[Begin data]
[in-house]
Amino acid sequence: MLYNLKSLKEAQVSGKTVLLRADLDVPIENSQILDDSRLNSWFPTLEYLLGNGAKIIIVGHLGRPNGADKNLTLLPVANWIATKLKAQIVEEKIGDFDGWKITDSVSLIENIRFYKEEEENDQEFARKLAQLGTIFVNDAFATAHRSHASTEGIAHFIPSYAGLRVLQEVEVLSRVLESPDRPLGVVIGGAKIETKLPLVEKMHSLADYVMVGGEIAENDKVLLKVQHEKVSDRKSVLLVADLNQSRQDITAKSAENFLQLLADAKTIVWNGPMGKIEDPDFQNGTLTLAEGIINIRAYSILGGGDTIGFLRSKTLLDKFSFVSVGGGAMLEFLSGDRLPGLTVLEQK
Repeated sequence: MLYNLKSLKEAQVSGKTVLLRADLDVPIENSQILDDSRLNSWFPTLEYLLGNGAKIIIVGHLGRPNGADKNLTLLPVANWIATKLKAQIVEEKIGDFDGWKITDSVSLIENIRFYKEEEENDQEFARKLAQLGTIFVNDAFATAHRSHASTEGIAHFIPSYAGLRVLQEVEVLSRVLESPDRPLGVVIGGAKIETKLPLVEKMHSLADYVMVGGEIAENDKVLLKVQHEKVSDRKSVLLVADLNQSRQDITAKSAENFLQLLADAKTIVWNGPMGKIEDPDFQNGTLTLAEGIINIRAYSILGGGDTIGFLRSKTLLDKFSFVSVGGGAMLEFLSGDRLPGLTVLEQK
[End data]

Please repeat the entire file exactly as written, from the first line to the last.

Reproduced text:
[in-house]
Amino acid sequence: MLYNLKSLKEAQVSGKTVLLRADLDVPIENSQILDDSRLNSWFPTLEYLLGNGAKIIIVGHLGRPNGADKNLTLLPVANWIATKLKAQIVEEKIGDFDGWKITDSVSLIENIRFYKEEEENDQEFARKLAQLGTIFVNDAFATAHRSHASTEGIAHFIPSYAGLRVLQEVEVLSRVLESPDRPLGVVIGGAKIETKLPLVEKMHSLADYVMVGGEIAENDKVLLKVQHEKVSDRKSVLLVADLNQSRQDITAKSAENFLQLLADAKTIVWNGPMGKIEDPDFQNGTLTLAEGIINIRAYSILGGGDTIGFLRSKTLLDKFSFVSVGGGAMLEFLSGDRLPGLTVLEQK
Repeated sequence: MLYNLKSLKEAQVSGKTVLLRADLDVPIENSQILDDSRLNSWFPTLEYLLGNGAKIIIVGHLGRPNGADKNLTLLPVANWIATKLKAQIVEEKIGDFDGWKITDSVSLIENIRFYKEEEENDQEFARKLAQLGTIFVNDAFATAHRSHASTEGIAHFIPSYAGLRVLQEVEVLSRVLESPDRPLGVVIGGAKIETKLPLVEKMHSLADYVMVGGEIAENDKVLLKVQHEKVSDRKSVLLVADLNQSRQDITAKSAENFLQLLADAKTIVWNGPMGKIEDPDFQNGTLTLAEGIINIRAYSILGGGDTIGFLRSKTLLDKFSFVSVGGGAMLEFLSGDRLPGLTVLEQK